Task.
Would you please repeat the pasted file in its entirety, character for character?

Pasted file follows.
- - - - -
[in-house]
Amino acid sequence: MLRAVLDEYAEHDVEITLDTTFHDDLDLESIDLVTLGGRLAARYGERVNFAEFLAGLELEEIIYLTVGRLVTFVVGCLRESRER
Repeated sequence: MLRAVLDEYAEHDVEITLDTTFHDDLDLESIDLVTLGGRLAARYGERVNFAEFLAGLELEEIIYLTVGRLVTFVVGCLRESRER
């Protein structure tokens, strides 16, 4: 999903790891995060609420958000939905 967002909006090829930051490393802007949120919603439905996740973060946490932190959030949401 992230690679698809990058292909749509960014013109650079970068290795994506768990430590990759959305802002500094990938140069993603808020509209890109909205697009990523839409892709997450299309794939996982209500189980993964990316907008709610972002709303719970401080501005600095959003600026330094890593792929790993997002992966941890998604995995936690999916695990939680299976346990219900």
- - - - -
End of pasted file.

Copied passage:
[in-house]
Amino acid sequence: MLRAVLDEYAEHDVEITLDTTFHDDLDLESIDLVTLGGRLAARYGERVNFAEFLAGLELEEIIYLTVGRLVTFVVGCLRESRER
Repeated sequence: MLRAVLDEYAEHDVEITLDTTFHDDLDLESIDLVTLGGRLAARYGERVNFAEFLAGLELEEIIYLTVGRLVTFVVGCLRESRER
């Protein structure tokens, strides 16, 4: 999903790891995060609420958000939905 967002909006090829930051490393802007949120919603439905996740973060946490932190959030949401 992230690679698809990058292909749509960014013109650079970068290795994506768990430590990759959305802002500094990938140069993603808020509209890109909205697009990523839409892709997450299309794939996982209500189980993964990316907008709610972002709303719970401080501005600095959003600026330094890593792929790993997002992966941890998604995995936690999916695990939680299976346990219900």